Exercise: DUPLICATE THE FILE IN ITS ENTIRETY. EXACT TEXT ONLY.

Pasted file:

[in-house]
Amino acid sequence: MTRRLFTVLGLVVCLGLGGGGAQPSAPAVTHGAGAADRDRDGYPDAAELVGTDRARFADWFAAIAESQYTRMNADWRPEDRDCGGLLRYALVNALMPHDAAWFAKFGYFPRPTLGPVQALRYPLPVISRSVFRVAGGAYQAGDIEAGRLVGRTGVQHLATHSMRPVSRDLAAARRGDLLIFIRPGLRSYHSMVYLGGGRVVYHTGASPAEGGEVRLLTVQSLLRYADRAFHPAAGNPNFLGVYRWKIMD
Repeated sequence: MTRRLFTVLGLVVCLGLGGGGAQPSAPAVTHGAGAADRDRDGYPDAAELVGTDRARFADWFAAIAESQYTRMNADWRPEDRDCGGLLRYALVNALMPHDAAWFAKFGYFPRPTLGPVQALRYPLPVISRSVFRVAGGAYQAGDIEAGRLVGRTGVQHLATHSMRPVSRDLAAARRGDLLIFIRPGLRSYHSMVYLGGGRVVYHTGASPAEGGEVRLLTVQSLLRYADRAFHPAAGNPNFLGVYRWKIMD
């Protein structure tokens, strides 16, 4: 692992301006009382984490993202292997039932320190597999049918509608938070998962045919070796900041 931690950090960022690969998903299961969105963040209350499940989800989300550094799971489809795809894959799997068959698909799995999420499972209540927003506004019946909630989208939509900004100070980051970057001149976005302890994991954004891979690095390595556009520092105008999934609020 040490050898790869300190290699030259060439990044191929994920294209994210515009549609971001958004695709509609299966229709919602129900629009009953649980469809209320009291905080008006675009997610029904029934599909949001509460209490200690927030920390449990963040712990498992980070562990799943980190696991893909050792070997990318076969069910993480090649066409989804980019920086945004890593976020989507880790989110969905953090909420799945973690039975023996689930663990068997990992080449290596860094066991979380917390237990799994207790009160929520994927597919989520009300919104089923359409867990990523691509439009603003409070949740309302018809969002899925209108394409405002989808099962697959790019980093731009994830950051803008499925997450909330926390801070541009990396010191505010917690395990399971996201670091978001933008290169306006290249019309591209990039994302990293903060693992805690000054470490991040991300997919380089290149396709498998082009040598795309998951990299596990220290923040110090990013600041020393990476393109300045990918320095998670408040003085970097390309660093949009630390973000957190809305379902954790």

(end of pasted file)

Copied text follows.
[in-house]
Amino acid sequence: MTRRLFTVLGLVVCLGLGGGGAQPSAPAVTHGAGAADRDRDGYPDAAELVGTDRARFADWFAAIAESQYTRMNADWRPEDRDCGGLLRYALVNALMPHDAAWFAKFGYFPRPTLGPVQALRYPLPVISRSVFRVAGGAYQAGDIEAGRLVGRTGVQHLATHSMRPVSRDLAAARRGDLLIFIRPGLRSYHSMVYLGGGRVVYHTGASPAEGGEVRLLTVQSLLRYADRAFHPAAGNPNFLGVYRWKIMD
Repeated sequence: MTRRLFTVLGLVVCLGLGGGGAQPSAPAVTHGAGAADRDRDGYPDAAELVGTDRARFADWFAAIAESQYTRMNADWRPEDRDCGGLLRYALVNALMPHDAAWFAKFGYFPRPTLGPVQALRYPLPVISRSVFRVAGGAYQAGDIEAGRLVGRTGVQHLATHSMRPVSRDLAAARRGDLLIFIRPGLRSYHSMVYLGGGRVVYHTGASPAEGGEVRLLTVQSLLRYADRAFHPAAGNPNFLGVYRWKIMD
């Protein structure tokens, strides 16, 4: 692992301006009382984490993202292997039932320190597999049918509608938070998962045919070796900041 931690950090960022690969998903299961969105963040209350499940989800989300550094799971489809795809894959799997068959698909799995999420499972209540927003506004019946909630989208939509900004100070980051970057001149976005302890994991954004891979690095390595556009520092105008999934609020 040490050898790869300190290699030259060439990044191929994920294209994210515009549609971001958004695709509609299966229709919602129900629009009953649980469809209320009291905080008006675009997610029904029934599909949001509460209490200690927030920390449990963040712990498992980070562990799943980190696991893909050792070997990318076969069910993480090649066409989804980019920086945004890593976020989507880790989110969905953090909420799945973690039975023996689930663990068997990992080449290596860094066991979380917390237990799994207790009160929520994927597919989520009300919104089923359409867990990523691509439009603003409070949740309302018809969002899925209108394409405002989808099962697959790019980093731009994830950051803008499925997450909330926390801070541009990396010191505010917690395990399971996201670091978001933008290169306006290249019309591209990039994302990293903060693992805690000054470490991040991300997919380089290149396709498998082009040598795309998951990299596990220290923040110090990013600041020393990476393109300045990918320095998670408040003085970097390309660093949009630390973000957190809305379902954790």